“This seems to have backfired because Telstra are now blaming the fault on our NEC system, whereas it is blindingly obvious to us that the fault has occurred because of shoddy line work in the street,” he said.

The final straw for Mr Hogan was when he received a call from Telstra’s Dandenong Business Centre who said they had tested the line.

“They confirmed that there was a fault in that the phone line was no longer attached to the PABX but they could not send out a technician to repair same until we had completed a consent form to agree to pay if no fault was found — and we needed to provide credit card details in advance,” he said.

By the end of the week Telstra had finally put a diversion on the number to a mobile phone — so at least the company could receive a single incoming call at a time — even though no-one had appeared to rectify the fault.

The following week a technician did finally arrive and said he had been asked to call after enquiries by the Warrandyte Diary.

He discovered that the connection was in fact broken inside the plastic bag, so he re-made the connection and installed a proper junction box.

 Lack of support

Although the Warrandyte telephone exchange is well equipped and up-to-date it is now very clear that the infrastructure of cables in the street is showing its age and is being very poorly maintained, if at all.

For instance, the Diary has spoken to the postman covering Research-Warrandyte Road who has an ongoing battle trying to get Telstra to fix a broken pit cover opposite Bradleys Lane, which presents a safety hazard for his motorbike and for pedestrians.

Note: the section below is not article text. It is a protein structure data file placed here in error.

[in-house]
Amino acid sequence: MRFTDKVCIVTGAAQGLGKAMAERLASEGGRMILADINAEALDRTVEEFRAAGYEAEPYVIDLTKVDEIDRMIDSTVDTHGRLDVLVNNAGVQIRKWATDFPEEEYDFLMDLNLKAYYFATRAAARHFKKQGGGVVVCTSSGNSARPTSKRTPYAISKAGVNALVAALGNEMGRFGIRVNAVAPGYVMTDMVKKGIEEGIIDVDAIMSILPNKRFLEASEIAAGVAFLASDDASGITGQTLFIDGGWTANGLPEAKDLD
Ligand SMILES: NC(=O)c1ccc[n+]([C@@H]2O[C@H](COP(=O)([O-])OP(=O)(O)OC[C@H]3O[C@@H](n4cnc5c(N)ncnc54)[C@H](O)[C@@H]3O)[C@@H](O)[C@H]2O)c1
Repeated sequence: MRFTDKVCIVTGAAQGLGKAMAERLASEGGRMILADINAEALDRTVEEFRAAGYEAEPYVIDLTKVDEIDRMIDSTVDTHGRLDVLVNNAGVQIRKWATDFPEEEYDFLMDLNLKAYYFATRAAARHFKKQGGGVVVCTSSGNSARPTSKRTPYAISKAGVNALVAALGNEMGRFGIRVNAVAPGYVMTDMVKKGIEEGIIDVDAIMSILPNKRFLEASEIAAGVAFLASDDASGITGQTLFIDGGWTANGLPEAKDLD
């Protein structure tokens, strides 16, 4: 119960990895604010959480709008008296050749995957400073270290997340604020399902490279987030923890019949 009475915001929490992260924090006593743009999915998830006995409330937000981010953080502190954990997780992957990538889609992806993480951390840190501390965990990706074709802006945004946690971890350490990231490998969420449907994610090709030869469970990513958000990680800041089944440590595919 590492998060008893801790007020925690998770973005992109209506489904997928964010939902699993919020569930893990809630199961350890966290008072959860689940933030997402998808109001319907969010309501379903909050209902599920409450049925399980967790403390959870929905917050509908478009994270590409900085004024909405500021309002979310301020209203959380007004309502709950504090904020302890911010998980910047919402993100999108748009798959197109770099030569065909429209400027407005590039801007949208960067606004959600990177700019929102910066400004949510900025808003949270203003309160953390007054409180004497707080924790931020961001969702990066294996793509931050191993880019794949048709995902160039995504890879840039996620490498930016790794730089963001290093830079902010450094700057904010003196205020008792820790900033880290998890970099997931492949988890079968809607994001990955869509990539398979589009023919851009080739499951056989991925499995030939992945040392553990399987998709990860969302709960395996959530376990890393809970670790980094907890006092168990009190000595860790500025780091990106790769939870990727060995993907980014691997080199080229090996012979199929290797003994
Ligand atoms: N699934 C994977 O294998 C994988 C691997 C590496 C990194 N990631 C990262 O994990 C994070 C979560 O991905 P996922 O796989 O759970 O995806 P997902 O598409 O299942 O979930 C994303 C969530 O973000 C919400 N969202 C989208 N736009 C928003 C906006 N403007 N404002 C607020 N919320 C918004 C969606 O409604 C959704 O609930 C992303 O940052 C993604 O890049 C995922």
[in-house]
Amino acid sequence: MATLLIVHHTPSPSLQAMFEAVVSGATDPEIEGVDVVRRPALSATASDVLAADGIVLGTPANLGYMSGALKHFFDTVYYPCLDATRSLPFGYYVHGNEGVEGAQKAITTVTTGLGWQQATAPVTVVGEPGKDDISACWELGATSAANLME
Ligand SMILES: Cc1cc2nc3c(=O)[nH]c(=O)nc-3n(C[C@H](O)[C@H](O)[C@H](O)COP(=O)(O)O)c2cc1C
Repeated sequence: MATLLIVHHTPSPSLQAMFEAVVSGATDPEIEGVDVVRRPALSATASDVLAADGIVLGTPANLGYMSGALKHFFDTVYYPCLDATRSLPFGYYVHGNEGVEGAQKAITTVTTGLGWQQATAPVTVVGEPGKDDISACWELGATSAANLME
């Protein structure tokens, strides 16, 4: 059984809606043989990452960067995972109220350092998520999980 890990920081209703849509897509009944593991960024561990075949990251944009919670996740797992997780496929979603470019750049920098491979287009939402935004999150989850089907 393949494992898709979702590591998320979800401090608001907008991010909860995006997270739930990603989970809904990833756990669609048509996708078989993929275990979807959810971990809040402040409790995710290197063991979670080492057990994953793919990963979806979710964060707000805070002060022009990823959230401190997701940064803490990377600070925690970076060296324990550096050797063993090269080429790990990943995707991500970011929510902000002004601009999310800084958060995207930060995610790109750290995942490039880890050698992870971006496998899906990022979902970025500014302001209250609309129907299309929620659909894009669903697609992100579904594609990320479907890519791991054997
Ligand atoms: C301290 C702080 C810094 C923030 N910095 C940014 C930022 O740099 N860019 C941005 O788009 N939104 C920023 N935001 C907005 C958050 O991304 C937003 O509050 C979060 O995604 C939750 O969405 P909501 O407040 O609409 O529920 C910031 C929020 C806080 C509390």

The issue is compounded because the support system for faults is simply not working.

Many readers tell us of their frustration of trying to get through to Telstra’s call centre in the Philippines to log a fault — and when this is finally achieved often nothing happens.

No-one from Telstra phones back and no-one comes to correct the fault, and so the whole process has to be started again.

Customers who have left Telstra and gone to another service provider for their landline phone or internet are at an even greater disadvantage, because it is Telstra alone who maintain the infrastructure so the support case has to be forwarded on to them by the other company.

In the April 2014 Diary, after many complaints of this type, we advised that Telstra had set up a dedicated team to answer questions regarding issues in the Warrandyte area.

To test how this arrangement was working we called the number.

The person who answered told us that all the contact details had changed, and that someone would get back to us with the correct details.

This has not happened.

So the Diary tried the email address previously given for this local support, related the ongoing saga at Intermax, and asked what dedicated local support is available for Warrandyte residents and business (the following day, the technician turned up at Intermax).

James Kelly, State Media Manager Victoria & Tasmania at Telstra Corporate Affairs advised the 1800 number and email address previously given to locals was to address a set of very specific problems relating to localised network issues and ADSL availability performance some customers may have been experiencing.

“Since that time Telstra has worked to the issues and concerns raised and there are about 581 ADSL2+ ports at the local exchange available for customers to connect to,” he said.